The Five Phases of Design Thinking
As one of the most crucial elements of Design Thinking, empathy is the art of connection. By building and practicing empathy, you can put aside your own perceptions and assumptions to reframe the problem you are trying to solve for the end user. This phase requires a great deal of emotional data collection. How do your users feel when interacting with your product? What are the pain and pleasure points of a problem you are trying to solve? The more you can engage in the actual experience of empathy, the better you will be able to provide a creative and useful solution.
When defining a problem, you use all the information you collected while empathizing to create a clear and concise problem you want to solve. People will jump to this phase before empathizing which can result in a preconceived problem—one that does not address the actual issues. For example, let’s say your team is not communicating well at your office. While this might seem like the problem at hand, you need to go deeper and empathize with your employees in order to really define what the problem is. Maybe you are using three management systems instead of one or maybe there is a problem with morale due to a lack of transparency between departments. These are problems that are much easier to solve. In any situation, the better your definition, the better your solution.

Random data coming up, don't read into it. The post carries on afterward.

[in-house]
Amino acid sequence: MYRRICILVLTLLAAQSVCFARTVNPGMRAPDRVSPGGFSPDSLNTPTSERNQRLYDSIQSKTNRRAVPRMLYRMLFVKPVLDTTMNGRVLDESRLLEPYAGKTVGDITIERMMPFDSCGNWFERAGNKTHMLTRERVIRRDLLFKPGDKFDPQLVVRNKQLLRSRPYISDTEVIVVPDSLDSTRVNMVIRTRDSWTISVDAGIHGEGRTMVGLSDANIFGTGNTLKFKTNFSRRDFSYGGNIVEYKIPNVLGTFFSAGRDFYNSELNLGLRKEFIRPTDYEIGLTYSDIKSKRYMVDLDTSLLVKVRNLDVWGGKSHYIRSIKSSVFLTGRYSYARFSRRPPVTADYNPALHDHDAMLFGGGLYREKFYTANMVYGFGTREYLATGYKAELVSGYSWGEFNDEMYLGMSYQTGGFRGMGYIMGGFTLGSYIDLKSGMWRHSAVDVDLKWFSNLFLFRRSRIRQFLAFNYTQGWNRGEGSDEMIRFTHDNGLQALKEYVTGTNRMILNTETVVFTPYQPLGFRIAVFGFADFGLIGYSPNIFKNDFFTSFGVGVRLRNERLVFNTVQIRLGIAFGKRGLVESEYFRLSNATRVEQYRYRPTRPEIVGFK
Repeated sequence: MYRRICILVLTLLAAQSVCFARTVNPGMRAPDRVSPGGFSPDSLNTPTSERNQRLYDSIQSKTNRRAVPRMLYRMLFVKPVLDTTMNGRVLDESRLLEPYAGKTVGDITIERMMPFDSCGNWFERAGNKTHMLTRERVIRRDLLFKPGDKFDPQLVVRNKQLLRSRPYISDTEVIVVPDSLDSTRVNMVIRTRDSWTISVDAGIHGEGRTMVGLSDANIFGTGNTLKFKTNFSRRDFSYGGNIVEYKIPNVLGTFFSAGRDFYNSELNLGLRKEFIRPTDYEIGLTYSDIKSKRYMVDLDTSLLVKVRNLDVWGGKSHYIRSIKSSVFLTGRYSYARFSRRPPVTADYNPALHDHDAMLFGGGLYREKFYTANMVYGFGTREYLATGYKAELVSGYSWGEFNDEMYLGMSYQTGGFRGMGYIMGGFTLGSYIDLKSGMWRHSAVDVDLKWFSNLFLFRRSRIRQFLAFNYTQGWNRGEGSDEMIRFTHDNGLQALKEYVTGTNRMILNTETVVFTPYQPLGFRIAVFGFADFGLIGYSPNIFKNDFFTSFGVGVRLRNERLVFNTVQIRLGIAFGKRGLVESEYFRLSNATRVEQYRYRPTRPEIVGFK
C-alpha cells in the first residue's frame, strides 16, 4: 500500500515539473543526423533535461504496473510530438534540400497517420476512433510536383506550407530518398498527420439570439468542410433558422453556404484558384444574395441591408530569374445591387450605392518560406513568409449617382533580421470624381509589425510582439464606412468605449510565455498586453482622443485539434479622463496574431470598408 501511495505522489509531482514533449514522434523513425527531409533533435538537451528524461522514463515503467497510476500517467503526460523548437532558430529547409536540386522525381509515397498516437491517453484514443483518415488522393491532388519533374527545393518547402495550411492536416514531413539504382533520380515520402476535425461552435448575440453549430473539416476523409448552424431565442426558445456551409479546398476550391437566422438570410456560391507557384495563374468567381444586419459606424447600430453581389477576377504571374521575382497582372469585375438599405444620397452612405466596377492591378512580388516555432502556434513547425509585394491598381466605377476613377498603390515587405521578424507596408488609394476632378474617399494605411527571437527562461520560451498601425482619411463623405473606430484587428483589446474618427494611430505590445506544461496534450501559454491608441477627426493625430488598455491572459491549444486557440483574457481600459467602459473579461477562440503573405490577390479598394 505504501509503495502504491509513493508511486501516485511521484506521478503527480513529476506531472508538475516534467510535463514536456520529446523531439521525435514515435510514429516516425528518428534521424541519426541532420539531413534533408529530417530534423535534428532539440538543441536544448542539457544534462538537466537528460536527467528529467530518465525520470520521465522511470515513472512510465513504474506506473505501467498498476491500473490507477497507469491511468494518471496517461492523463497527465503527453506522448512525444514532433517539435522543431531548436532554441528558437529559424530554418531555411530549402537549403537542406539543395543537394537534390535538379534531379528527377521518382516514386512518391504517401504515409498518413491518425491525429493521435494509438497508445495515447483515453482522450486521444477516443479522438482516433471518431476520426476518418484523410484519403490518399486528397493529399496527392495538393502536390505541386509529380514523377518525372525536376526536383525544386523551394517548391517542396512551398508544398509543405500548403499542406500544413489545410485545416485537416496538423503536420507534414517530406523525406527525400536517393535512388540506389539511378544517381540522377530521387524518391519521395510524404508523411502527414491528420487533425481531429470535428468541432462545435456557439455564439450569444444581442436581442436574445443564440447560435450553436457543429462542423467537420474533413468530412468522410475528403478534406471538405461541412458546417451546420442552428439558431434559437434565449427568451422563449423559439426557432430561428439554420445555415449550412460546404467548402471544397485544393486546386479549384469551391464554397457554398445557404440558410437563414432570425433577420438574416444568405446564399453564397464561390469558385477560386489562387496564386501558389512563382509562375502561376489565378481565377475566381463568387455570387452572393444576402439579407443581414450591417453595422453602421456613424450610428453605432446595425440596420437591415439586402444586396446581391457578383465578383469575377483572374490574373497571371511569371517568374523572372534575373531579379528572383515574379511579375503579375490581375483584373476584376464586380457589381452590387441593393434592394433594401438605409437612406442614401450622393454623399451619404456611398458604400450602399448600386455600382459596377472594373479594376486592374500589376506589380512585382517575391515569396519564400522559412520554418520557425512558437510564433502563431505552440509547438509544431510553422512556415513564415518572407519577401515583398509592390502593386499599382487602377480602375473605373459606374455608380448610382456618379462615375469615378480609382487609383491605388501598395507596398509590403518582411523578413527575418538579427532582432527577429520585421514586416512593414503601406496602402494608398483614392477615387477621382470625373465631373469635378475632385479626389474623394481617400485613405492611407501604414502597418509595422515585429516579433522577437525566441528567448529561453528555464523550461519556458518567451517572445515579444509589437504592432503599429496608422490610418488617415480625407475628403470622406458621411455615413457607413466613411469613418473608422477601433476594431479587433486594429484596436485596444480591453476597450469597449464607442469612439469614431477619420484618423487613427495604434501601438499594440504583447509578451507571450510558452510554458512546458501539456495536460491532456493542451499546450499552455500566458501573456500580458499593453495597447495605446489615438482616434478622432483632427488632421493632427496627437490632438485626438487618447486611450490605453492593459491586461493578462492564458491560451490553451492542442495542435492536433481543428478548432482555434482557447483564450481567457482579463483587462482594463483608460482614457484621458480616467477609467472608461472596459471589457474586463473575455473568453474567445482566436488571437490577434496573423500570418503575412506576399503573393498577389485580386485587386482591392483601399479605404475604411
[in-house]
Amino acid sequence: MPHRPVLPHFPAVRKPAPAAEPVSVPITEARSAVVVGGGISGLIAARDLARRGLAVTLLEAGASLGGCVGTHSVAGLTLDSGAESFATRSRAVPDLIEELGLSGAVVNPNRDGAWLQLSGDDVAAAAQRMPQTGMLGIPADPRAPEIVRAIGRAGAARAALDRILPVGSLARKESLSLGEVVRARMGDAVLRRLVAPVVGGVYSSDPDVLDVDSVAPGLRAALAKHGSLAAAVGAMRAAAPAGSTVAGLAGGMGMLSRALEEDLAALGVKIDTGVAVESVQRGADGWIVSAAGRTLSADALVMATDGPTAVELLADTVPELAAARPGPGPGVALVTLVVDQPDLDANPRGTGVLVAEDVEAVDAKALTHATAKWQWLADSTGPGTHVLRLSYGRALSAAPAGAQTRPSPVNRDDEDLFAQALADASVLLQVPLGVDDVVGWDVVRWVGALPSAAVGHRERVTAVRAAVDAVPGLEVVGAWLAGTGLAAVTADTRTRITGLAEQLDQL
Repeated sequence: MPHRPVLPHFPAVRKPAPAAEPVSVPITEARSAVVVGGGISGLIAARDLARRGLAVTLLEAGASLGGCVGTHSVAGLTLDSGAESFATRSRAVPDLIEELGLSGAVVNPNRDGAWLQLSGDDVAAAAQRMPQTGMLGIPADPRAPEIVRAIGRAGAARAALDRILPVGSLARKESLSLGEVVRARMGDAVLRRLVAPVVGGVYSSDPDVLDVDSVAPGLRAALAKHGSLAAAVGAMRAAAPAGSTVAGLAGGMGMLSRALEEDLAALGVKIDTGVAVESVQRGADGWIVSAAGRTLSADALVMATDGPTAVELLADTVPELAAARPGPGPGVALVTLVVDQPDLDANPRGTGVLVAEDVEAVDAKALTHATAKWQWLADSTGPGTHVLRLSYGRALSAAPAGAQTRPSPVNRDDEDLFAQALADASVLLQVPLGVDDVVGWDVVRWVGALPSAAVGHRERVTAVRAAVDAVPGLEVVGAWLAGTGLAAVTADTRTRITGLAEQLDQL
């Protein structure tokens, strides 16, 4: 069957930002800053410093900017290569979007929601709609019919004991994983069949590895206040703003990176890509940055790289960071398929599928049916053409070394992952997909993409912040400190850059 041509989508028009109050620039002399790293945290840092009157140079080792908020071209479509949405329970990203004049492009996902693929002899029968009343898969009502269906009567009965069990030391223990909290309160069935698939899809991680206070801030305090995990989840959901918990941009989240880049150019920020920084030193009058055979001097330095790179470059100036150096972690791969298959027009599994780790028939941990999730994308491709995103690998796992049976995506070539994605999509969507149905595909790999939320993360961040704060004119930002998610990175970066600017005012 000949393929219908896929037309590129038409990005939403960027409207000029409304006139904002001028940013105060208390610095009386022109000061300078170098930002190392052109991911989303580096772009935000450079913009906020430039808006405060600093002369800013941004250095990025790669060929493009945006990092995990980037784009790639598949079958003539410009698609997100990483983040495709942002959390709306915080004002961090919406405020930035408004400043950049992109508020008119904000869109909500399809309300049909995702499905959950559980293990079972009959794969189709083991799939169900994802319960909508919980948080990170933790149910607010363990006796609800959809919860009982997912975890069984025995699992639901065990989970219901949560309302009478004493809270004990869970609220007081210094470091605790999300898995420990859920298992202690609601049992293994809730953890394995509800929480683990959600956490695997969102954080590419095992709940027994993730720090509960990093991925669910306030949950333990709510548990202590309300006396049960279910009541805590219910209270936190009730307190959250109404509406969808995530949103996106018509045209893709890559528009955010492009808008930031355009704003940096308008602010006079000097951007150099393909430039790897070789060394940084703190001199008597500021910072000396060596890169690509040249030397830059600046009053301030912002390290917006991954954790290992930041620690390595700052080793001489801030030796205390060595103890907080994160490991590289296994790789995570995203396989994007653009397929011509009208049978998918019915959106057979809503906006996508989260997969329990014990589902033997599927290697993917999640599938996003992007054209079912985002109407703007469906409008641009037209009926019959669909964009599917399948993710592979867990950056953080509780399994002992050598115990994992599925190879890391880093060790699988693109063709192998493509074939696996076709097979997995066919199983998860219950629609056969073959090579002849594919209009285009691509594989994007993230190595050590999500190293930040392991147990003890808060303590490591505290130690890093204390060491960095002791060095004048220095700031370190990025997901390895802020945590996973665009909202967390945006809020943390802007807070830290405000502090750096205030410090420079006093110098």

This is where the fun happens in the design thinking process. During ideation, you generate as many ideas as possible to solve the problem you have defined. Ideation works best with a team to bring in a variety of perspectives and make sure you are thinking outside of the box. Post-it notes also help, and lots of them. Throw all your ideas against a wall and see what sticks.
During this phase, you select a few of the solutions to experiment with by creating prototypes. These are small-scale versions or samples of the new approach to your problem. The goal of prototyping is to identify potential issues you might run into during actual production, pinpoint negative or positive feedback, and gauge the general feasibility of your ideas.